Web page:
Buckwheat; cactus; vetch; Mohave aster; creosote bush; desert four o’clock; tacoma stans; bladderpod; globe mallow; goldenhead; burro weed; so many things!
 

Tom

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I "adopted" a Russian tortoise (from a family who could no longer care for him) a little over four years ago. As far as I can tell, he is still fairly young (around eight-years-old). He is normally very active in the summer; however, as of the past month or so, he has been EXTREMELY lethargic. He does NOTHING but sleep 24/7. only waking up for his daily soak. I am growing more and more concerned by the day and would greatly appreciate any advice. I'll attempt to provide as much detail as possible about his lifestyle/setup below.

He is kept in a 6' x 2' open-top table (two conjoined ZooMed Tortoise Houses sans lid) in my (room temperature) finished basement. His substrate consists of ZooMed Eco Earth and Quikrete Premium Play Sand, though I am planning on replacing the sand with organic top soil.

I use a brand new 80-watt ZooMed PowerSun UV bulb in a ZooMed Deep Dome Lamp Fixture, which is hung vertically from a ZooMed Reptile Lamp Stand. It is plugged into a ZooMed ReptiCare Day & Night Timer. The timer is plugged into a surge protector, and the surge protector is plugged into a regular outlet. His light remains on from 9:00 A.M. to 9:00 P.M. The basking spot is around 95 degrees, and the cool end is around 75 degrees. I determined this by holding a Kizen LaserPro LP300 thermometer about one foot from the substrate. (It has a 12:1 distance-to-spot ratio.) The cool end has an All Living Things Reptile Hide for him to rest in.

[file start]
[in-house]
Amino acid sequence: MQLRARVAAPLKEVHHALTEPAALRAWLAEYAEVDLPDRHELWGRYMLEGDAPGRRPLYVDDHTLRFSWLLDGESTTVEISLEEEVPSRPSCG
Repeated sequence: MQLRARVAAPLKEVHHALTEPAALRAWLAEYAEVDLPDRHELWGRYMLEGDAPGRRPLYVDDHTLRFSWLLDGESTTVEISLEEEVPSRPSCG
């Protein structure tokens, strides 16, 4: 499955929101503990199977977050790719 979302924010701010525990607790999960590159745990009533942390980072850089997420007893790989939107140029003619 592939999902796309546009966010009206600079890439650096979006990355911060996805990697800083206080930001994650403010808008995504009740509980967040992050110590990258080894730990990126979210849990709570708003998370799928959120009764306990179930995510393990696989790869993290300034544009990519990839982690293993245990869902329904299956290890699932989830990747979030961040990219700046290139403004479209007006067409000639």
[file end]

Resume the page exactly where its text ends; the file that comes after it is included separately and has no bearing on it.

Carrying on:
He has access to fresh (faucet) water (in a shallow dish) at all times, and his diet consists primarily of grocery store greens, such as dandelion greens and kale. Unfortunately, I am unable to pick wild plants for him, due to the fact that I have no grass in my yard. I also reside in a development that uses chemicals on the common grassy areas and in the neighborhood park. If you have any suggestions as far as his diet goes, I'd gladly welcome them. I have a Giant (regular grocery store) nearby, as well as several organic/vegan grocery stores. He had a cuttle bone in his house for ages but never touched it. He pees regularly, but doesn't poo nearly as often.